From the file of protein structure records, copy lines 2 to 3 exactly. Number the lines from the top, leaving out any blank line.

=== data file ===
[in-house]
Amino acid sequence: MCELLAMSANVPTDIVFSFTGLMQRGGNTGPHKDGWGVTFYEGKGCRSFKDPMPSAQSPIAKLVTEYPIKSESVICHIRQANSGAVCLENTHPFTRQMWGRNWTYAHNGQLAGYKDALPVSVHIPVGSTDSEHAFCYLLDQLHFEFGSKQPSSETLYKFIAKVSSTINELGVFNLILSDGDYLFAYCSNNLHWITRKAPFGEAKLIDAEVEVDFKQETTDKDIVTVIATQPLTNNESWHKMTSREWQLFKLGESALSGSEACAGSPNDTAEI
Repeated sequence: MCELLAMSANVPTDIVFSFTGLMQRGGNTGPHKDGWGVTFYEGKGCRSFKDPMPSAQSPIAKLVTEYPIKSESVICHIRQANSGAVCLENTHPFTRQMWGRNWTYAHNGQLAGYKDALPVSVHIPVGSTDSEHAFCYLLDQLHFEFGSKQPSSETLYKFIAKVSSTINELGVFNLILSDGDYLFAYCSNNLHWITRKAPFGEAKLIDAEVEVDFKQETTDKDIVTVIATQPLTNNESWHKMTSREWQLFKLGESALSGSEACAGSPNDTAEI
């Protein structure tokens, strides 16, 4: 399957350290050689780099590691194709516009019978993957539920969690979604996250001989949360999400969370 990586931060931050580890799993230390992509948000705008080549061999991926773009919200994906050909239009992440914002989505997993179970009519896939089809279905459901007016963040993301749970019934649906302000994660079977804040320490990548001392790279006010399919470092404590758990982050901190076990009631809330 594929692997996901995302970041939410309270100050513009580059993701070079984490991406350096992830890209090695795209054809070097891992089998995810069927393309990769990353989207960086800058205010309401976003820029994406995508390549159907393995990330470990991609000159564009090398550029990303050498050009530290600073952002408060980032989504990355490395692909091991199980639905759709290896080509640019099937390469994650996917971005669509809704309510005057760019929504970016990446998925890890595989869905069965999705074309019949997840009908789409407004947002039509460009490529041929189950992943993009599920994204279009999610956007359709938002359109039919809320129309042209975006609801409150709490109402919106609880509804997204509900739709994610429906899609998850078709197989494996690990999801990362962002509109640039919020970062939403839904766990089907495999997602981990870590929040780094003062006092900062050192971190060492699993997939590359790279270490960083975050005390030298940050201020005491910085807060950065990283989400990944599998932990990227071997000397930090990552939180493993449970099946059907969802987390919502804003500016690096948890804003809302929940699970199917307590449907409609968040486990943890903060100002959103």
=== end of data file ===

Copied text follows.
Amino acid sequence: MCELLAMSANVPTDIVFSFTGLMQRGGNTGPHKDGWGVTFYEGKGCRSFKDPMPSAQSPIAKLVTEYPIKSESVICHIRQANSGAVCLENTHPFTRQMWGRNWTYAHNGQLAGYKDALPVSVHIPVGSTDSEHAFCYLLDQLHFEFGSKQPSSETLYKFIAKVSSTINELGVFNLILSDGDYLFAYCSNNLHWITRKAPFGEAKLIDAEVEVDFKQETTDKDIVTVIATQPLTNNESWHKMTSREWQLFKLGESALSGSEACAGSPNDTAEI
Repeated sequence: MCELLAMSANVPTDIVFSFTGLMQRGGNTGPHKDGWGVTFYEGKGCRSFKDPMPSAQSPIAKLVTEYPIKSESVICHIRQANSGAVCLENTHPFTRQMWGRNWTYAHNGQLAGYKDALPVSVHIPVGSTDSEHAFCYLLDQLHFEFGSKQPSSETLYKFIAKVSSTINELGVFNLILSDGDYLFAYCSNNLHWITRKAPFGEAKLIDAEVEVDFKQETTDKDIVTVIATQPLTNNESWHKMTSREWQLFKLGESALSGSEACAGSPNDTAEI